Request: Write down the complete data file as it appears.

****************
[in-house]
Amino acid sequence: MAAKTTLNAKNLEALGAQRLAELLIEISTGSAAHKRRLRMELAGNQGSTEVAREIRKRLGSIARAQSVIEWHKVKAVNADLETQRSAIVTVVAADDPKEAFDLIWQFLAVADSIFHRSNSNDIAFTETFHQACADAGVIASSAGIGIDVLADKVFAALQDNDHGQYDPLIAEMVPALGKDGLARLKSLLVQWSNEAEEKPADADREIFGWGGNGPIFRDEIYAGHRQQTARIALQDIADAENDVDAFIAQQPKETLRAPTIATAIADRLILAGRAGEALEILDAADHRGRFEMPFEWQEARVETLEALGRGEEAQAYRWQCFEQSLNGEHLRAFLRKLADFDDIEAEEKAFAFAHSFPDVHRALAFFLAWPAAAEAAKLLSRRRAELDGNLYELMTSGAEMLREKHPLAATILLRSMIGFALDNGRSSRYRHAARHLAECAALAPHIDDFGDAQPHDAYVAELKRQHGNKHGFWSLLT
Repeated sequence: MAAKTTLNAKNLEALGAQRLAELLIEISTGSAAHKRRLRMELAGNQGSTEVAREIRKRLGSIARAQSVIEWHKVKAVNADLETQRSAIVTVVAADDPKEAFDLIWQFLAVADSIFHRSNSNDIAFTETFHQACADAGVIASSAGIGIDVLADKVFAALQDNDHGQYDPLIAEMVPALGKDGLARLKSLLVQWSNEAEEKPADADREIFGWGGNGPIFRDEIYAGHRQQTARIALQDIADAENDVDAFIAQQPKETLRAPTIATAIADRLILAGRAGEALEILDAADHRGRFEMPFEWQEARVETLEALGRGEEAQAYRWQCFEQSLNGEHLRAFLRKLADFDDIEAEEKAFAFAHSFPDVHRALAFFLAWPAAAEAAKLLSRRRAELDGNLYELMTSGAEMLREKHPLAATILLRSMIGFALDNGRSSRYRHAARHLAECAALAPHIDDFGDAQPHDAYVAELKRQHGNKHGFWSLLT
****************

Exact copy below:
[in-house]
Amino acid sequence: MAAKTTLNAKNLEALGAQRLAELLIEISTGSAAHKRRLRMELAGNQGSTEVAREIRKRLGSIARAQSVIEWHKVKAVNADLETQRSAIVTVVAADDPKEAFDLIWQFLAVADSIFHRSNSNDIAFTETFHQACADAGVIASSAGIGIDVLADKVFAALQDNDHGQYDPLIAEMVPALGKDGLARLKSLLVQWSNEAEEKPADADREIFGWGGNGPIFRDEIYAGHRQQTARIALQDIADAENDVDAFIAQQPKETLRAPTIATAIADRLILAGRAGEALEILDAADHRGRFEMPFEWQEARVETLEALGRGEEAQAYRWQCFEQSLNGEHLRAFLRKLADFDDIEAEEKAFAFAHSFPDVHRALAFFLAWPAAAEAAKLLSRRRAELDGNLYELMTSGAEMLREKHPLAATILLRSMIGFALDNGRSSRYRHAARHLAECAALAPHIDDFGDAQPHDAYVAELKRQHGNKHGFWSLLT
Repeated sequence: MAAKTTLNAKNLEALGAQRLAELLIEISTGSAAHKRRLRMELAGNQGSTEVAREIRKRLGSIARAQSVIEWHKVKAVNADLETQRSAIVTVVAADDPKEAFDLIWQFLAVADSIFHRSNSNDIAFTETFHQACADAGVIASSAGIGIDVLADKVFAALQDNDHGQYDPLIAEMVPALGKDGLARLKSLLVQWSNEAEEKPADADREIFGWGGNGPIFRDEIYAGHRQQTARIALQDIADAENDVDAFIAQQPKETLRAPTIATAIADRLILAGRAGEALEILDAADHRGRFEMPFEWQEARVETLEALGRGEEAQAYRWQCFEQSLNGEHLRAFLRKLADFDDIEAEEKAFAFAHSFPDVHRALAFFLAWPAAAEAAKLLSRRRAELDGNLYELMTSGAEMLREKHPLAATILLRSMIGFALDNGRSSRYRHAARHLAECAALAPHIDDFGDAQPHDAYVAELKRQHGNKHGFWSLLT